This may suffice as a specimen of the yet incalculable riches of Pompeii. Not a day passes without the discovery of something of greater or less importance ; while the previous acquisition of at least twenty great statues of marble, and four of bronze, not to mention a countless multitude of smaller figures and precious objects, promises an ample harvest in future. It is certainly surprising that so few skeletons have yet been found in Pompeii ; but, by estimating the number, 160, already discovered at about an eighth of the whole, according to the proportion which the city already laid open bears to the area enclosed by the walis and supposed suburbs, we shall find that nearly one thousand three hundred of the unfortunate inhabitants were destroyed by the fatal eruption ; a computation by no means insignificant to the population of a city scarcely two miles in circuit, and of which so considerable a portion was occupied by public buildings.

It may be necessary to say a few words on the subject of the present deviation from the order observed in the former part of this work, which was divided into dissertations treating distinctly of temples, theatres, and private houses. As it is proposed to follow, if possible, the traces of the excavators, it will be evident that every succeeding portion of the work must have had the same endless distribution and division ; and, in short, that an essay on the Temples of Pompeii could never have been completed till the entire city was disinterred ; and the same observation applies equally to every other species of building. If, therefore, any classification of the edifices be desirable, the task must unavoidably be left to some future author who may be so fortunate as to have the whole of the materials in his possession. The former work was considered as a whole, and, indeed, from the political convulsions which took place at the moment of collecting the materials for it, it seemed probable that some time might elapse before many fresh documents could be produced. At present the case is different ; whatever is published can only be regarded as a repository of details which would otherwise have perished long before the entire city of Pompeii could be explored. The excavations, though proceeding slowly, have laid open other temples and other dwellings, with public edifices of a distinct character, so that, perhaps, no order could be chosen better calculated to convey an exact idea of the relative situations of the various objects than that which their topographical position suggests.

Should it be thought that this volume contains, at its commencement, an account of objects either in some degree previously known, or less interesting than might have been expected from the variety of new matter afforded by the excavations, it may be observed, that it was necessary to insert them for the purpose of uniting the former with the present publication, which would have been defective while a hiatus was suffered to exist in a region so important as the Forum.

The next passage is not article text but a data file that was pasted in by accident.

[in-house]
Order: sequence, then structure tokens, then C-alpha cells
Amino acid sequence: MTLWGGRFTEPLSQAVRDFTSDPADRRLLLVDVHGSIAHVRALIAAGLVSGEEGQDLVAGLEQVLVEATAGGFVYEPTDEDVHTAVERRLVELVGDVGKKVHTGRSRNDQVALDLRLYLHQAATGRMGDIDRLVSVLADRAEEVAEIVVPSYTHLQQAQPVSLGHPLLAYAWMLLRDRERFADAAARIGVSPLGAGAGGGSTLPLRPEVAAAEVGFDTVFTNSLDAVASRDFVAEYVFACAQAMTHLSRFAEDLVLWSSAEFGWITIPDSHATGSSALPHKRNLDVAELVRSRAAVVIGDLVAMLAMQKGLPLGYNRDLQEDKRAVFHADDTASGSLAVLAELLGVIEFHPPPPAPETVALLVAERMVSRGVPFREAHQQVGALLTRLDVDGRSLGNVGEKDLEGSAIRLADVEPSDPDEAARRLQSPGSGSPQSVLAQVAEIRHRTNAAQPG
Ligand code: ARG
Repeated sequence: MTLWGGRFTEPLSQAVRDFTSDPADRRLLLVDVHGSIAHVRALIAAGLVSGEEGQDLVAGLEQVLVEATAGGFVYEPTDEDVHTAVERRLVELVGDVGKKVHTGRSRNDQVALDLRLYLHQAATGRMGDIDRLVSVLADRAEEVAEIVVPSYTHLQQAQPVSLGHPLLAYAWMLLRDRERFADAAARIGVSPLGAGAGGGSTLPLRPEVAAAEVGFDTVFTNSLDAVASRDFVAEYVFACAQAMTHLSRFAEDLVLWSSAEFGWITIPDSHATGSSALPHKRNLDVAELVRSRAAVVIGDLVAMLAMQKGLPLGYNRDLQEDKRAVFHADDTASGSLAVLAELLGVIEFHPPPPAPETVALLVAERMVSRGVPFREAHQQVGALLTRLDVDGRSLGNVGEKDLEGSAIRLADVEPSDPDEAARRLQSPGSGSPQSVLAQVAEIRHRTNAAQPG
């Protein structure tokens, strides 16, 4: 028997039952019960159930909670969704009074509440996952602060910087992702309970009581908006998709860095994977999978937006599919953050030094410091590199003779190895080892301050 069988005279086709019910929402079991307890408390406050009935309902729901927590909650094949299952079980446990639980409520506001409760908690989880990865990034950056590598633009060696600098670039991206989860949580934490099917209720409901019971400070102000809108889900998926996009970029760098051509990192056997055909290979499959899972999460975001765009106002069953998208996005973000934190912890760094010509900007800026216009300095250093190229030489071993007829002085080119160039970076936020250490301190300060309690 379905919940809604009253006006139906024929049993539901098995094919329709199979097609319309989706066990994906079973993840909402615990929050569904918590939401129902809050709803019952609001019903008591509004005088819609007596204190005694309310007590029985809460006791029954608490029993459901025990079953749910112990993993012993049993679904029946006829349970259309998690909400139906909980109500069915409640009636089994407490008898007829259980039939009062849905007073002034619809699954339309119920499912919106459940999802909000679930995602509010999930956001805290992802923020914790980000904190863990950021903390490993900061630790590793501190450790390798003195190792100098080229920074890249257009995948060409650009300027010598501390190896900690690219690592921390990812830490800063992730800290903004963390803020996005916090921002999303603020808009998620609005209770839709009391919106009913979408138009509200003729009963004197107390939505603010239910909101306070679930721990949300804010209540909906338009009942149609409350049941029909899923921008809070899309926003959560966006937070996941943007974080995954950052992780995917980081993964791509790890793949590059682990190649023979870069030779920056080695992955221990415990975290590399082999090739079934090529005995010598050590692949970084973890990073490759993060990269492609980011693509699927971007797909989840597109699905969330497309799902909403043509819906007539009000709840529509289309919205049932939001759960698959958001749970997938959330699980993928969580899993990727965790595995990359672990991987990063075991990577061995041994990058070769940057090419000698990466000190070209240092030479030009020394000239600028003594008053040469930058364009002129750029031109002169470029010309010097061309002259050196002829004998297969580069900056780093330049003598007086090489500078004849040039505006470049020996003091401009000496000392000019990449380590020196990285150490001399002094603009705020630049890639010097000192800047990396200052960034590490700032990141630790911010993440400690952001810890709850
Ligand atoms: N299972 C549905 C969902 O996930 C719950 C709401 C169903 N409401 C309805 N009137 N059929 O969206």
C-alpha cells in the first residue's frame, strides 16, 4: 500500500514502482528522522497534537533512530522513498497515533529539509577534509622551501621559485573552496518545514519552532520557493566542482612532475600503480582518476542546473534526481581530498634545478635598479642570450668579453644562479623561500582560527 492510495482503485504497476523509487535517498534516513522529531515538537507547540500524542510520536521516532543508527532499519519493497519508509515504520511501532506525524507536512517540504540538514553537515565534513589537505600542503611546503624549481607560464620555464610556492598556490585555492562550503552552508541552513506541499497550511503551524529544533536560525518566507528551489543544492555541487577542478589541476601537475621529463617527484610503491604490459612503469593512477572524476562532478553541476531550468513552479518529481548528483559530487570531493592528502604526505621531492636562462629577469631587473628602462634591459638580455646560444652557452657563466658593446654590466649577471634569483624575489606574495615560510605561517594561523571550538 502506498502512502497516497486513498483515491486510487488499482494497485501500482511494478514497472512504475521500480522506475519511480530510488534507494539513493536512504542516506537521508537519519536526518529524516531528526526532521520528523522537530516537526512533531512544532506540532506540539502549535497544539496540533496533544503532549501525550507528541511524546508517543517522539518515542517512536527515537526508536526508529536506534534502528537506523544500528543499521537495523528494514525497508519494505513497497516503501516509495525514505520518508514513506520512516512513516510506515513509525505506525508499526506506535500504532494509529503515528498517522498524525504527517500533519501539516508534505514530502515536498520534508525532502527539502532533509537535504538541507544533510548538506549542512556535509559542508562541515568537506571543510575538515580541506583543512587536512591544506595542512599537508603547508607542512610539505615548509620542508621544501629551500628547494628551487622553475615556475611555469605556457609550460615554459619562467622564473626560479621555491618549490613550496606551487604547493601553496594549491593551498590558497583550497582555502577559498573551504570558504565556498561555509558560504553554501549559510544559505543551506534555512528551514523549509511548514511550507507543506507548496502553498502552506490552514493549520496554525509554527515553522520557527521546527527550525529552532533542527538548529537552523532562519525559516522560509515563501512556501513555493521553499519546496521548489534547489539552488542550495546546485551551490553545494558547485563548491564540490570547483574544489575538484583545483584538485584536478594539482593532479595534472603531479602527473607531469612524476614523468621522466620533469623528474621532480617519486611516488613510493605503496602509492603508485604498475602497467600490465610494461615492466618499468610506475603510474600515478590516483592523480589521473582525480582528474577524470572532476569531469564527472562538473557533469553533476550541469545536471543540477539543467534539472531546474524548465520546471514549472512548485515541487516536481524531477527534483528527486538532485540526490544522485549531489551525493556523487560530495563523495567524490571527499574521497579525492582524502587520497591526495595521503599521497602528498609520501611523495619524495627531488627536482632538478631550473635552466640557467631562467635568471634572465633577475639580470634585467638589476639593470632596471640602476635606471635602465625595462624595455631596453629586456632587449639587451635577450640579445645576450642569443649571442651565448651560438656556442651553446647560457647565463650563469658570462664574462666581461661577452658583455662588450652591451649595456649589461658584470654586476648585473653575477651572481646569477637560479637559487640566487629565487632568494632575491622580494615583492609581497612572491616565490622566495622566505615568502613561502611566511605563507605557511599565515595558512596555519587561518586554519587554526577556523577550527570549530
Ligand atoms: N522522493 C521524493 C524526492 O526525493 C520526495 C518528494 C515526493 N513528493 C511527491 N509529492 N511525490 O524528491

In the year 1828, the restrictions with regard to drawing seem to have been removed with respect to the Baths, the house of the Tragic Poet, and some other discoveries of three or four years' standing, but they remain in force with regard to the excavations of more recent date. In the mean time much has been removed, and much has perished ; so that these ruins no longer retain the aspect which they originally presented. The super-intendence of the excavations has, however, been conferred on a more worthy person, and antiquaries may hope for the abolition of exclusion. Excepting the outlines of a few of the paintings which have been published in the Museo Borbonico, it may be observed that nearly the whole of the objects detailed in this work might have passed away without representation or record, had not the Author been on the spot, and thus been enabled to avail himself of every favourable moment for acquiring the necessary materials for this work, which, should it be found to be less perfect than the former portion, has nevertheless been attended with more than tenfold difficulty in the execution.

The views and pictures have been uniformly made by the Author, as before, with the prism of Dr. Wollaston, and the drawings have been compared with such copies of the originals as have been published in the Museo Borbonico at Naples.

(1)  Not believing it possible that any order could emanate from persons in high authority, which proclaimed a jealous or vindictive spirit, the writer mentioned the circumstance to the Cavaliere Carelli, secretary of the Royal Academy. The secretary, with the members, immediately signed a petition stating that, the Author being a member of the Academy, and one who, on all occasions, opened his portfolios and MSS. for the use of those who wanted information on subjects connected with Grecian art, they requested that some return might be made by permission being granted him to visit the excavations at his pleasure, and that, being infirm, he should be allowed to ride at Pompeii. This petition, passing through the hands of the Marchese Ruffo, secretary of state, was immediately and most graciously acceded to by his Majesty, and the necessary orders were issued.
It seemed, indeed, highly improbable that any thing ungenerous in principle could have been intended by the government, and the learned Cavaliere Arditi, who is at the head of the antiquarian department, had often interested himself in behalf of the Author so far as to have had his authority disputed by the underling. It is right to show where the blame really attaches, and that low and ungenerous minds should be deprived of the power of palming their own littlenesses upon the world as the edicts of their betters.